What you are doing is not "wrong." However, it is not "right" either. There are several issues here. Many church-going people are uncomfortable with giving the appearance of evil. Since a large percentage of the men and women who share private quarters are or become sexually involved, there is a definite taint to the practice.

Also, your church members are most likely concerned that the two of you are placing yourself in a difficult position. The sex drive is powerful and has been known to override the best of intentions. The tradition of separating men and women before marriage acknowledges this humanness.

In your shoes, I would find another place for him when he visits you (and vice versa). Let people know you need someplace to put up your boyfriend. Church members would probably be delighted to open their homes. Talk to your pastor.  Ask for help.

 


 

Dear Mrs Web

I'm 17 years old, and I've never dated. I've never really wanted to. I have lots of really close guy friends. I'm not against dating or romantic relationships at all; I can't wait until I fall head over heels in love with "my guy," but I don't think I need that in my life right now.

I have a really close guy friend who recently moved across the country. Before he left he really started liking me, and I think he still does. I hate to try to keep my distance or anything, but I don't want him to think that I'm interested in anything romantic. He's planning on coming back this summer to visit me and a few other friends in this area, and I just don't want him to have his hopes up. But I don't want to lose our close friendship either. We still email each other all of the time, and I miss him a lot. Am I doing the right thing in keeping such close contact with him... Any advice?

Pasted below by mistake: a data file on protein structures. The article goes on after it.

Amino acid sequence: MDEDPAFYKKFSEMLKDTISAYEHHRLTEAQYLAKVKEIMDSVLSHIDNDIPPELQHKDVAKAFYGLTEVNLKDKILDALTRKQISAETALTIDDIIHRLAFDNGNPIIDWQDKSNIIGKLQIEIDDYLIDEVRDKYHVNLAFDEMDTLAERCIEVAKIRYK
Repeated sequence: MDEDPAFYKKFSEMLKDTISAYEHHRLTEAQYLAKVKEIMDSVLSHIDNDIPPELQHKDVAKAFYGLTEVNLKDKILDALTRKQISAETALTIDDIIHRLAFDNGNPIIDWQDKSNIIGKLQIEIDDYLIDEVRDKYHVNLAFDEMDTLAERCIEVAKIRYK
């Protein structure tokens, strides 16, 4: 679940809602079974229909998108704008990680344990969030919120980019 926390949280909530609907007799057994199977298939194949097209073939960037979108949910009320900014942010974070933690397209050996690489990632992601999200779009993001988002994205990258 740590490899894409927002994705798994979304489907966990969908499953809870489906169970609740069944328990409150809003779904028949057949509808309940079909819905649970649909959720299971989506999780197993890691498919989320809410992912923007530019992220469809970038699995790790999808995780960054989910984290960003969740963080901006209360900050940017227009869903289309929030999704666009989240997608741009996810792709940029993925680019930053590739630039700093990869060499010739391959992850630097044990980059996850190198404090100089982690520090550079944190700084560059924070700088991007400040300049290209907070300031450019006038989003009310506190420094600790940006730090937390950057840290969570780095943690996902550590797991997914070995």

Since you have not told him you are not interested in a romantic relationship, I think it appropriate to tell him. I think this is important information for him to know. A letter or a telephone call might be in order. He should be told of the limits on the relationship.

I cannot guarantee you will not lose the close friendship. This young man needs to decide how much of himself he wants to immerse in this friendship.

 

Dear Mrs. Web,

I am a single 25 year old female. I am currently involved in a long distance relationship. The man I am seeing with travels extensively and has wanted me to travel with him and move in with him. I didn't because of my values about living together before marriage. Sometimes, I don't hear from him for weeks sometimes months at a time. He says that never has he cheated on me.